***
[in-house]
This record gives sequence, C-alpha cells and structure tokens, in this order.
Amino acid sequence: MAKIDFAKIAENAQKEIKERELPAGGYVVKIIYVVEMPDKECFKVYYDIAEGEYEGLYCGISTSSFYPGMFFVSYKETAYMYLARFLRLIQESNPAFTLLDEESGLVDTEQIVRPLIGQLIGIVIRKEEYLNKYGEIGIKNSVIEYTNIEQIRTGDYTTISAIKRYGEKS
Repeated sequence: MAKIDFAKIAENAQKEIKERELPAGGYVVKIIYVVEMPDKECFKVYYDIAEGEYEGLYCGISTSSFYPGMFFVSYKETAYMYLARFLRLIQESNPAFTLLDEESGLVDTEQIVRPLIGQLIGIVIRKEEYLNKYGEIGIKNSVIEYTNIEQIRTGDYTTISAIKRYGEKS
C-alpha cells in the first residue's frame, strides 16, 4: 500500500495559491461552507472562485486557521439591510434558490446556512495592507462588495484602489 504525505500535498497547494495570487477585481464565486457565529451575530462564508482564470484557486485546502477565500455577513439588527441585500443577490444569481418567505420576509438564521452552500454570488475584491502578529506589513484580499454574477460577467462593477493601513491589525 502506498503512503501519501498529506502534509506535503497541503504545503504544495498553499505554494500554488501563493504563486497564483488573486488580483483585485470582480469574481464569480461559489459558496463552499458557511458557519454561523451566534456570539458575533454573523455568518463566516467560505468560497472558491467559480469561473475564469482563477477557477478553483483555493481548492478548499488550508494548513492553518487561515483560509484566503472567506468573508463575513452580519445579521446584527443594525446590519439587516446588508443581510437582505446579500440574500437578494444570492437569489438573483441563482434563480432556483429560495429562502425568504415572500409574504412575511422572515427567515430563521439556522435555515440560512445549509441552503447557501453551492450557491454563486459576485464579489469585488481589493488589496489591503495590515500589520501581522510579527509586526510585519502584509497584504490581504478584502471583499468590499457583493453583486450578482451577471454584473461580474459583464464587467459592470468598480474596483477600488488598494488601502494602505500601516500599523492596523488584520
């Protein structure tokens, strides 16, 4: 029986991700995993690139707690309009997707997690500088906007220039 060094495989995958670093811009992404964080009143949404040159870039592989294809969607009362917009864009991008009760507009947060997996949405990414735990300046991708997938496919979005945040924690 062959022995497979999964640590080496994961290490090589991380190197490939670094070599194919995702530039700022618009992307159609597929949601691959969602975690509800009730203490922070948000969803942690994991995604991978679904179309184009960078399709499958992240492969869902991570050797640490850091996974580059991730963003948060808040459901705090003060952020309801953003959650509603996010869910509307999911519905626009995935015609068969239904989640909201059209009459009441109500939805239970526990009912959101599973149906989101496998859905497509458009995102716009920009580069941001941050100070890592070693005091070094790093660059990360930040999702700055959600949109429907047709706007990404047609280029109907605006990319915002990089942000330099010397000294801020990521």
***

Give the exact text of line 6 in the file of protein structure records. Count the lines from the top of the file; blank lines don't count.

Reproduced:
């Protein structure tokens, strides 16, 4: 029986991700995993690139707690309009997707997690500088906007220039 060094495989995958670093811009992404964080009143949404040159870039592989294809969607009362917009864009991008009760507009947060997996949405990414735990300046991708997938496919979005945040924690 062959022995497979999964640590080496994961290490090589991380190197490939670094070599194919995702530039700022618009992307159609597929949601691959969602975690509800009730203490922070948000969803942690994991995604991978679904179309184009960078399709499958992240492969869902991570050797640490850091996974580059991730963003948060808040459901705090003060952020309801953003959650509603996010869910509307999911519905626009995935015609068969239904989640909201059209009459009441109500939805239970526990009912959101599973149906989101496998859905497509458009995102716009920009580069941001941050100070890592070693005091070094790093660059990360930040999702700055959600949109429907047709706007990404047609280029109907605006990319915002990089942000330099010397000294801020990521």